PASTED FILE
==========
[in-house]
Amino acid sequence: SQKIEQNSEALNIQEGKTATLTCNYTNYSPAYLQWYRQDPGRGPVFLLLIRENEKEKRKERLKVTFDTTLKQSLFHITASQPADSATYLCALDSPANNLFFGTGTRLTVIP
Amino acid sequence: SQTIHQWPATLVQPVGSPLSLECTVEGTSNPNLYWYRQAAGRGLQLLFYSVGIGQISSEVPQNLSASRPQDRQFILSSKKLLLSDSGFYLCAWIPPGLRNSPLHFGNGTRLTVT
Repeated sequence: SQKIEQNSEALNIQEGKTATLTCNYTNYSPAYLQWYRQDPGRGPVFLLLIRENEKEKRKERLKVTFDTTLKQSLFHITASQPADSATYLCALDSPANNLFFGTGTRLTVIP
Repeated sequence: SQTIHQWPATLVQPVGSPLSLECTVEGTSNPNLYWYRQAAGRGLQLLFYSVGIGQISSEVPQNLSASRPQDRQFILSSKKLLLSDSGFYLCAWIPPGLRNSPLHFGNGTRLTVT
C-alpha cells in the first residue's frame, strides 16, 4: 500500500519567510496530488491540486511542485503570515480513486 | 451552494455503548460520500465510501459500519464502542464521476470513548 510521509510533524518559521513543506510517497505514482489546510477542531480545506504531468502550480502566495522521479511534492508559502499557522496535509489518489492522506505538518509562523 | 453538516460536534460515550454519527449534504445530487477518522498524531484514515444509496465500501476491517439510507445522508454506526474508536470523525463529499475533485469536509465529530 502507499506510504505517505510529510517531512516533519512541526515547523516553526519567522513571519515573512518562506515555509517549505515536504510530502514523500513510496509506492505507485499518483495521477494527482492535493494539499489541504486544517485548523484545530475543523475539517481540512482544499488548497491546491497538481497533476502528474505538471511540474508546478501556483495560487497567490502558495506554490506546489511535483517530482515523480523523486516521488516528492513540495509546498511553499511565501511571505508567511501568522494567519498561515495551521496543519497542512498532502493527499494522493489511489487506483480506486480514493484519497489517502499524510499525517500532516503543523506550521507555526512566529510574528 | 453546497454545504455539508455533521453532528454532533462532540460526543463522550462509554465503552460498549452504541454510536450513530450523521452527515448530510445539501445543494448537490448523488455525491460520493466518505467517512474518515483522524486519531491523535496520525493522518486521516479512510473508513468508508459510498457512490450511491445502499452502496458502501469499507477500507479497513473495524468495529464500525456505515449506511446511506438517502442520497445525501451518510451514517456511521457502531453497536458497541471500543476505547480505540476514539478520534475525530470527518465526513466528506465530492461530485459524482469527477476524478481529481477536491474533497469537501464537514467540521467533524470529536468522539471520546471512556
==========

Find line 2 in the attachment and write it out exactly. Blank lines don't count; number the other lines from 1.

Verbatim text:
Amino acid sequence: SQKIEQNSEALNIQEGKTATLTCNYTNYSPAYLQWYRQDPGRGPVFLLLIRENEKEKRKERLKVTFDTTLKQSLFHITASQPADSATYLCALDSPANNLFFGTGTRLTVIP